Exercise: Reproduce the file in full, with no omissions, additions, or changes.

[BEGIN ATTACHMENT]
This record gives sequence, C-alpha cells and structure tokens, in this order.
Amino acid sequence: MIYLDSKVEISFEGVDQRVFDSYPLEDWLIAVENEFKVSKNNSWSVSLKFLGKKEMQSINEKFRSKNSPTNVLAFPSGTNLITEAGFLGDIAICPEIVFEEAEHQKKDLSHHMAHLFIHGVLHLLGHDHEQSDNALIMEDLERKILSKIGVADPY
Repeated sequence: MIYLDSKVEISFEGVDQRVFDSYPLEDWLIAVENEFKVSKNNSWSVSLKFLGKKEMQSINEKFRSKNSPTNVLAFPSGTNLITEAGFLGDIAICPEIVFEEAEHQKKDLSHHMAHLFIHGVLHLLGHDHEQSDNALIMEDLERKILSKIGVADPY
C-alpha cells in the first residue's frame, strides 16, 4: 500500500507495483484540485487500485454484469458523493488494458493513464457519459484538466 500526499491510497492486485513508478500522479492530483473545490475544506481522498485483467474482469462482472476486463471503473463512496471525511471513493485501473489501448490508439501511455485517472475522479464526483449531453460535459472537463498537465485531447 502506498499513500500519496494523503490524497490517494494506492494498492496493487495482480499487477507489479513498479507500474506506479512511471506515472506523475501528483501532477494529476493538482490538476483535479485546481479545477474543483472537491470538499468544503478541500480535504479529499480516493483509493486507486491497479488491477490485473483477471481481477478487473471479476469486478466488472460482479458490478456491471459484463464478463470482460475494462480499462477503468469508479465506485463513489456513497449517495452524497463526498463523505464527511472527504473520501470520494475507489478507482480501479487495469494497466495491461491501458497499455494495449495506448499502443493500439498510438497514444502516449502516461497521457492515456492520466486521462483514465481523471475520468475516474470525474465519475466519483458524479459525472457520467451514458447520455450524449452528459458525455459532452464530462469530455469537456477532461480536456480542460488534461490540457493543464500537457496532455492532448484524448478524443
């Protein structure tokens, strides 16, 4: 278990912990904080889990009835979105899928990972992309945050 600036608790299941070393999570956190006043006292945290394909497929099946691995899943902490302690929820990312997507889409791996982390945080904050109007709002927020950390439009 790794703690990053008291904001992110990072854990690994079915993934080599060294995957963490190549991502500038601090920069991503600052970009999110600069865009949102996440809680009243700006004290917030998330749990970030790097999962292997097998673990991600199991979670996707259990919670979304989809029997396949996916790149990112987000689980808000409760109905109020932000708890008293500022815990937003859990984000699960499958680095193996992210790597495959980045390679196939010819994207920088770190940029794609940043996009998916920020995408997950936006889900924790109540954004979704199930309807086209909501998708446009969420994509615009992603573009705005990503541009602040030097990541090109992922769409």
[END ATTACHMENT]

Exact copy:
This record gives sequence, C-alpha cells and structure tokens, in this order.
Amino acid sequence: MIYLDSKVEISFEGVDQRVFDSYPLEDWLIAVENEFKVSKNNSWSVSLKFLGKKEMQSINEKFRSKNSPTNVLAFPSGTNLITEAGFLGDIAICPEIVFEEAEHQKKDLSHHMAHLFIHGVLHLLGHDHEQSDNALIMEDLERKILSKIGVADPY
Repeated sequence: MIYLDSKVEISFEGVDQRVFDSYPLEDWLIAVENEFKVSKNNSWSVSLKFLGKKEMQSINEKFRSKNSPTNVLAFPSGTNLITEAGFLGDIAICPEIVFEEAEHQKKDLSHHMAHLFIHGVLHLLGHDHEQSDNALIMEDLERKILSKIGVADPY
C-alpha cells in the first residue's frame, strides 16, 4: 500500500507495483484540485487500485454484469458523493488494458493513464457519459484538466 500526499491510497492486485513508478500522479492530483473545490475544506481522498485483467474482469462482472476486463471503473463512496471525511471513493485501473489501448490508439501511455485517472475522479464526483449531453460535459472537463498537465485531447 502506498499513500500519496494523503490524497490517494494506492494498492496493487495482480499487477507489479513498479507500474506506479512511471506515472506523475501528483501532477494529476493538482490538476483535479485546481479545477474543483472537491470538499468544503478541500480535504479529499480516493483509493486507486491497479488491477490485473483477471481481477478487473471479476469486478466488472460482479458490478456491471459484463464478463470482460475494462480499462477503468469508479465506485463513489456513497449517495452524497463526498463523505464527511472527504473520501470520494475507489478507482480501479487495469494497466495491461491501458497499455494495449495506448499502443493500439498510438497514444502516449502516461497521457492515456492520466486521462483514465481523471475520468475516474470525474465519475466519483458524479459525472457520467451514458447520455450524449452528459458525455459532452464530462469530455469537456477532461480536456480542460488534461490540457493543464500537457496532455492532448484524448478524443
């Protein structure tokens, strides 16, 4: 278990912990904080889990009835979105899928990972992309945050 600036608790299941070393999570956190006043006292945290394909497929099946691995899943902490302690929820990312997507889409791996982390945080904050109007709002927020950390439009 790794703690990053008291904001992110990072854990690994079915993934080599060294995957963490190549991502500038601090920069991503600052970009999110600069865009949102996440809680009243700006004290917030998330749990970030790097999962292997097998673990991600199991979670996707259990919670979304989809029997396949996916790149990112987000689980808000409760109905109020932000708890008293500022815990937003859990984000699960499958680095193996992210790597495959980045390679196939010819994207920088770190940029794609940043996009998916920020995408997950936006889900924790109540954004979704199930309807086209909501998708446009969420994509615009992603573009705005990503541009602040030097990541090109992922769409």